Jewish Emancipation In The East

What differed from the West?

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It was only in the second half of the nineteenth century that society in Eastern Europe was truly transformed. This metamorphosis, however, occurred not due to government coercion, but as a result of overall modernizing processes. Within a few decades, the economic and social upheavals liquidated the traditional way of life and caused the displacement of hundreds of thousands of Jews.

Alexander II's accession opened an era of reform in Russia. Serfdom was abolished and the empire was opened to capitalist enterprise.  The ­former seigniorial system which had incorporated the Jews for centuries was crumbling, and the Jewish townlet (the shtetl) was thus cut off from its economic roots. At both ends of the social ladder, as both proletarians and as capitalists, the Jews gradually entered the new socioeconomic system. The political liberalization introduced by Alexander II's reforms was a catalyst for the emergence of a prosperous Jewish bourgeoisie, and a new Jewish intelligentsia was graduating from Russian high schools and universities. In the 1850s and 1860s, Jewish periodicals in Hebrew, Russian, and Polish began to appear in St. Petersburg, Odessa, Kiev, Warsaw, and Lvov, weaving a network of communication cross eastern Europe.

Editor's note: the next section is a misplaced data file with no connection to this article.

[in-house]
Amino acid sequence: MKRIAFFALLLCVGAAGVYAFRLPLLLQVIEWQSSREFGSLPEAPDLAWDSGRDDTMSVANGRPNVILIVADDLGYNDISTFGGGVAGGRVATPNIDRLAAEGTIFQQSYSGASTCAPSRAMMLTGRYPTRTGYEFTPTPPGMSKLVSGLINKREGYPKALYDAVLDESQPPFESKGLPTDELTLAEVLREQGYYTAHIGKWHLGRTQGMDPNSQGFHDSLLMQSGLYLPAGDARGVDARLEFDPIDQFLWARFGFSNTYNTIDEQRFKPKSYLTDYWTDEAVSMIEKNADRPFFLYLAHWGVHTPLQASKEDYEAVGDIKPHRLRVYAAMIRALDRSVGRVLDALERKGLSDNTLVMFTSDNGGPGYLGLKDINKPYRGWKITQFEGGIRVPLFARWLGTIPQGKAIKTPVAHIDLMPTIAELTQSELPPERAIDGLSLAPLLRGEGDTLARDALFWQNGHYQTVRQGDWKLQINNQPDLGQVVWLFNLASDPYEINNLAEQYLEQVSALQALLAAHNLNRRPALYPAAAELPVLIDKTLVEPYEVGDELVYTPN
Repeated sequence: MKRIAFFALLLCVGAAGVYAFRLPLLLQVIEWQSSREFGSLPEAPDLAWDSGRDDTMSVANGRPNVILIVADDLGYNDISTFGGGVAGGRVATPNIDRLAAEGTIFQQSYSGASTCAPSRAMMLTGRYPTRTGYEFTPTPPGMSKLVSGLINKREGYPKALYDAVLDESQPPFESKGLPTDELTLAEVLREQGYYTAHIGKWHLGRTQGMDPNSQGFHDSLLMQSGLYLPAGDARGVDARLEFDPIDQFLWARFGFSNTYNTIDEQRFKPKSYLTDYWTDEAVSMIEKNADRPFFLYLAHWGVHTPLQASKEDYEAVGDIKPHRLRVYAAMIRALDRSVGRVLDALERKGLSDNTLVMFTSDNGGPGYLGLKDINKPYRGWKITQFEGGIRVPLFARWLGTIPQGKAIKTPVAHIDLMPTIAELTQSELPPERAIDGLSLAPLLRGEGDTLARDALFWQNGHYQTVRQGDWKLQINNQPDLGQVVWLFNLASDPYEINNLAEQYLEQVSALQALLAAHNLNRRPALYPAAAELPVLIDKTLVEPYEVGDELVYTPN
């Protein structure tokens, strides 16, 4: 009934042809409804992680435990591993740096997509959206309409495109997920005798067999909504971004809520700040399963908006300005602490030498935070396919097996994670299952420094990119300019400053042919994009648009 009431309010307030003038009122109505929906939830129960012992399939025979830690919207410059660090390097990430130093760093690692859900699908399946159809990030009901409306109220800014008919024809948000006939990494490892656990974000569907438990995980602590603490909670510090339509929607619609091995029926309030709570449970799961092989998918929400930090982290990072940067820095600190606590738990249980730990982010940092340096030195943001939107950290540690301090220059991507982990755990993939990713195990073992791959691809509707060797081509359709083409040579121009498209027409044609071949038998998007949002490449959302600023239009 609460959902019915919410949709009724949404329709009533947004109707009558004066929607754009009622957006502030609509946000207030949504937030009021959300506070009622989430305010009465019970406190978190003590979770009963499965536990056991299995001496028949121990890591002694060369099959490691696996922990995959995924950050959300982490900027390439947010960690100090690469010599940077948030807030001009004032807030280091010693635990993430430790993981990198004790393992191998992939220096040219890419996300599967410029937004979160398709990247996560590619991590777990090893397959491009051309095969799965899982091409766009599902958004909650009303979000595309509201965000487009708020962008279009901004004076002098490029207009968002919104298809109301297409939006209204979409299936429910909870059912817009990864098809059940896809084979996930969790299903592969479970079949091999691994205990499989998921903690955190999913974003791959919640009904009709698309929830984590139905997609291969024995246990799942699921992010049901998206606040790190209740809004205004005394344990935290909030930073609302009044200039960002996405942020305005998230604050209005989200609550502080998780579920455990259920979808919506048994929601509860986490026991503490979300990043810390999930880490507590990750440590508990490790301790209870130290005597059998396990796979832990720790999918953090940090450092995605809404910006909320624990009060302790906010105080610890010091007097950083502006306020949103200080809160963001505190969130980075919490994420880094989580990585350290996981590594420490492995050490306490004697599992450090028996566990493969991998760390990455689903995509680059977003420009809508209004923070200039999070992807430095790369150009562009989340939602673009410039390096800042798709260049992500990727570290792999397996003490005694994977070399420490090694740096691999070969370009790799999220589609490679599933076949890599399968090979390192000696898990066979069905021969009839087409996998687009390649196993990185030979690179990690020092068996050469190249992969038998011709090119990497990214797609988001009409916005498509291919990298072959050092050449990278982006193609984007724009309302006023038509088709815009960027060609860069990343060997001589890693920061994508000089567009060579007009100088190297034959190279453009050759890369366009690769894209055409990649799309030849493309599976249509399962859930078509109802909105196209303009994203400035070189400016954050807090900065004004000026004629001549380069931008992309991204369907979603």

Modernization, obviously, is never a painless process. The westernization of Russo-Polish Jewry was no exception. Two major developments reflected the difficulties: first, the rise of radical ideologies; second, mass migration, both internal (from Lithuania to southern Russia and western Poland) and external, towards the West.

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Eli Barnavi is the Director of the Morris Curiel Center for International Studies and a Professor of Jewish History at Tel Aviv University